Transformational leadership. Burns (1978) is recognized as one of the earliest theorist on transformational leadership, who introduced transformational leadership over 30 years ago. Transformational leaders are perceived as leaders who uplift their employee morale, subsequently uplifting the entire organizational. Transformational leaders are known by their capacity to inspire followers to forgo self-interests in achieving superior results for the organization (Clawson, 2006). Avolio and Yammarino (2002) shared Bass’s explanation of transformational leadership as leaders who act as agents of change that stimulate, and transform followers’ attitudes, beliefs, and motivate from lower to higher level of arousal.
Executive Summary of “Transformative Leadership: Achieving Unparalleled Excellence” For , MGT 3110 February 6, 2015 Abstract This paper summarizes the article written by Cam Caldwell, Rolf D. Dixon, Larry A. Floyd, Joe Chaudoin, Johnathan Post, and Gaynor Cheokas regarding the need for a new type of leadership in today’s social work environment, defined as Transformative leadership. The article itself varies in the definition, however in a broad sense Transformative leadership is maintaining good moral standing and sound business ethics among employees and individuals inside and outside the workplace. However, in order to reach this theoretical level of business related moral and ethical leadership known as
Transformational Leadership: Transformational leadership is a leadership style where follower goes after a leader because of qualities like trust and sincerity. The stronger these are, the greater support they have for the leader. Because of these qualities of the transformational leader, followers are willing to work harder than originally expected. This transformation occurs because the transformational leader offers followers something more than just working for personal gain, and provide inspiring vision to the followers and give the meaning to the assigned work.
There is a plethora of information available on transformational leadership style and its impact on organisation performance. Many scholars have written about the success of transformational leadership style however, in healthcare system the concept of transformational leadership is yet to be explored more. According to (Dignam, Duffield, Stasa, Gray, Jackson, & Daly 2012) transformational leadership is an approach by which individuals and social systems are changed. The main objective of this leadership style is to introduce a positive change in the followers and later changed them into leaders. Wylie and Gallagher (2009) argue that transformational leadership encourage a culture of emotional linking between leaders and followers to enhance the efficiency and productivity.
A R T I C L E I N F O A B S T R A C T Keywords: Market competition Transformational leadership Similarly, Boerner et al. (2007) found that the organizational behaviour of subordinates had some inﬂuence on the relationship between transformational leadership and performance. However, subordinates’ ability to communicate task-oriented behaviour inﬂuences the relationship between transformational leadership and improvements in job processes. Davidson (2003), Wilkins et al. (2007) and Zetie et al. (1994) argue that motivated employees are more likely to deliver superior quality products and customer services. Hinkin and Tracey (1994) and Tracey and Hinkin (1996) highlight that, despite the intense market competition, senior managers in hotels have traditionally shown a tendency to practice a transactional leadership. Bass (1985) describes transactional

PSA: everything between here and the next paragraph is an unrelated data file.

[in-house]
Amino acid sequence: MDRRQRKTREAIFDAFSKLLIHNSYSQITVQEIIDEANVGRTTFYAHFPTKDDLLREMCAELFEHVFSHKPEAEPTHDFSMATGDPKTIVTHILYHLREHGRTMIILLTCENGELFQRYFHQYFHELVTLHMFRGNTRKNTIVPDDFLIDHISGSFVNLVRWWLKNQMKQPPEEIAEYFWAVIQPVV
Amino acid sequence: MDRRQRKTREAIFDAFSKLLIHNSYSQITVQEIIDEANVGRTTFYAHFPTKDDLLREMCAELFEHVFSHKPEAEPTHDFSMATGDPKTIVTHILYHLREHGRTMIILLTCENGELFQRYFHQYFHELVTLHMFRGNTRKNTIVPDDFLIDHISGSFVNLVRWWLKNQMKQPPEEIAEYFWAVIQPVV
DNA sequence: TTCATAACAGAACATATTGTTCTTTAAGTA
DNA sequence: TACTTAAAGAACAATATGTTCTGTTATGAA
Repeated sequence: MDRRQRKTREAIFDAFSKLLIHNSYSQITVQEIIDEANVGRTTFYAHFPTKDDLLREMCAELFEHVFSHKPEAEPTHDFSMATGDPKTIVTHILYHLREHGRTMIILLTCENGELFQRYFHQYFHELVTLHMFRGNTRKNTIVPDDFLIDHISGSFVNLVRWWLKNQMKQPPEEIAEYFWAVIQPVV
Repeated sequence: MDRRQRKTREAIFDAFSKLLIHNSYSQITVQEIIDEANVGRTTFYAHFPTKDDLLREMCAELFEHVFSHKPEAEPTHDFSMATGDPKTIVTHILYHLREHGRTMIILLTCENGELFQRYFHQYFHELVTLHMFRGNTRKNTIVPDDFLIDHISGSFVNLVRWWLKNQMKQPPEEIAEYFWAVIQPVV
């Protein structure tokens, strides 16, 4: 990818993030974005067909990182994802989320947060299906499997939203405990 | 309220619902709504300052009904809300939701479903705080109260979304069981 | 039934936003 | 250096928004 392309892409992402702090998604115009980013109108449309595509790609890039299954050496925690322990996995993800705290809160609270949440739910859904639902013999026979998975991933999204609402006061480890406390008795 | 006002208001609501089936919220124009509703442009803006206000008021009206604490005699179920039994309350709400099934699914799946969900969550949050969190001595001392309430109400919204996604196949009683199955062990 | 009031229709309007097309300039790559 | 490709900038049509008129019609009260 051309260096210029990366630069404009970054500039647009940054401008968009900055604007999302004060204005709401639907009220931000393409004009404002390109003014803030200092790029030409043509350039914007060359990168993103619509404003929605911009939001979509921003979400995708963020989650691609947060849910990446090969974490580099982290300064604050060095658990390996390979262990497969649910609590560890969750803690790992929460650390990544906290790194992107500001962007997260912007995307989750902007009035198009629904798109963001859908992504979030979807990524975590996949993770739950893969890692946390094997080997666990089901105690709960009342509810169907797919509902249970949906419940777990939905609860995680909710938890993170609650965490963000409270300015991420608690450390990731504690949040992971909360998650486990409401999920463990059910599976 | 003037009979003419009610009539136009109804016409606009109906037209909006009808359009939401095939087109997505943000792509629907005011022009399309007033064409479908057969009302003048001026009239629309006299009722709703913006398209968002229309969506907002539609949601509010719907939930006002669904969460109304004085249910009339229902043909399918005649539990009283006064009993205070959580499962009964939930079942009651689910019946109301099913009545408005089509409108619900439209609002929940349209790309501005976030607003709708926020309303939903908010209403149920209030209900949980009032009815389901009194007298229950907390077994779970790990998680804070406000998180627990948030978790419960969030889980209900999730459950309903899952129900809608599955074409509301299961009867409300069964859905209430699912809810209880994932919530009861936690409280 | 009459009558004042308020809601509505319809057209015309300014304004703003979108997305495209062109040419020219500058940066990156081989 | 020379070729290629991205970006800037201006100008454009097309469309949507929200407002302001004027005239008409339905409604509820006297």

Introduction Sir Richard Charles Nicholas Branson, an English businessman and investor, is best known as the founder of Virgin Group. Branson is a high school dropout turned billionaire. The Virgin brand really started to take off in the 1980’s when he started Virgin Atlantic, which then grew to Virgin Records. Forbes
“Transformational Leadership: The New Leadership Paradigm” Boosting morale, increasing motivation, and elevating job performance of followers are all dynamics of a transformational leader. Transformational leadership can be defined as a leader’s approach to nurture and empower followers. This type of a leader exhibits charismatic and visionary tendencies. As its name suggests, a transformational leader transforms and changes people. The emergence of transformational leadership as an approach to leadership in regards to political leaders was presented by James MacGregor Burns, a political sociologist. One of his primary focuses was to link the roles of leadership and followers. Later, Bernard M. Bass, another researcher expanded the work of Bass’ original ideas by explaining certain psychological mechanisms regarding transactional and transformational leadership as well as how transformational leadership can be measured (Northouse, 2013). He also developed the earlier version of the Multi-factor Leadership Questionnaire (MLQ) to measure transformational leadership through questions that measured the followers’ perceptions of a leader’s behavior for each of the full range of leadership factors.